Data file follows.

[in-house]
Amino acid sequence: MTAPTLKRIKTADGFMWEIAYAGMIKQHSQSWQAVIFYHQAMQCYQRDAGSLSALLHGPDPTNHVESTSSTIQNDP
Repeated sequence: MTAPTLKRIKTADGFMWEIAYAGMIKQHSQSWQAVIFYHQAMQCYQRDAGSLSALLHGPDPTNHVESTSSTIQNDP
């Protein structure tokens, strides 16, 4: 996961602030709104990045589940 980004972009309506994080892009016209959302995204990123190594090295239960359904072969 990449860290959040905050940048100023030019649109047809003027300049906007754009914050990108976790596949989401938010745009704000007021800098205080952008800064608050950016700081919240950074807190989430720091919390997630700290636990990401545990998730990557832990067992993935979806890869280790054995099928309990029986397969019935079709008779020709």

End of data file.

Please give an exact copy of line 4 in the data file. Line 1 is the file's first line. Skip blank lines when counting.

């Protein structure tokens, strides 16, 4: 996961602030709104990045589940 980004972009309506994080892009016209959302995204990123190594090295239960359904072969 990449860290959040905050940048100023030019649109047809003027300049906007754009914050990108976790596949989401938010745009704000007021800098205080952008800064608050950016700081919240950074807190989430720091919390997630700290636990990401545990998730990557832990067992993935979806890869280790054995099928309990029986397969019935079709008779020709």